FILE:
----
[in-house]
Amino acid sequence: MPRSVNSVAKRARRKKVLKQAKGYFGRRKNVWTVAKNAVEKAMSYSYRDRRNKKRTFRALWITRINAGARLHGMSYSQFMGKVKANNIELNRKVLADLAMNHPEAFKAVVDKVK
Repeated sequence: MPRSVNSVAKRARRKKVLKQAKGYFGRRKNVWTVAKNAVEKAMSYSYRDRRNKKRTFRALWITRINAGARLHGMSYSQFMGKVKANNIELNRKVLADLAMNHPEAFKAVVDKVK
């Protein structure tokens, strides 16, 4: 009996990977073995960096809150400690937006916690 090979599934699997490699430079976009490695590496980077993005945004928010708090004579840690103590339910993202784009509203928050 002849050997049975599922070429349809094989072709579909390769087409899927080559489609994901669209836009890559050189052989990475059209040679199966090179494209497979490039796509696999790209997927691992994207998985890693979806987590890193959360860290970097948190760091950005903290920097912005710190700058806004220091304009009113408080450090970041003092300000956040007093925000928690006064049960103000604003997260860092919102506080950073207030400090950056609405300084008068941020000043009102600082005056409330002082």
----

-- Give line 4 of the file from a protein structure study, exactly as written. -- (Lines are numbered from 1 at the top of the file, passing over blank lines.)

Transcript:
């Protein structure tokens, strides 16, 4: 009996990977073995960096809150400690937006916690 090979599934699997490699430079976009490695590496980077993005945004928010708090004579840690103590339910993202784009509203928050 002849050997049975599922070429349809094989072709579909390769087409899927080559489609994901669209836009890559050189052989990475059209040679199966090179494209497979490039796509696999790209997927691992994207998985890693979806987590890193959360860290970097948190760091950005903290920097912005710190700058806004220091304009009113408080450090970041003092300000956040007093925000928690006064049960103000604003997260860092919102506080950073207030400090950056609405300084008068941020000043009102600082005056409330002082």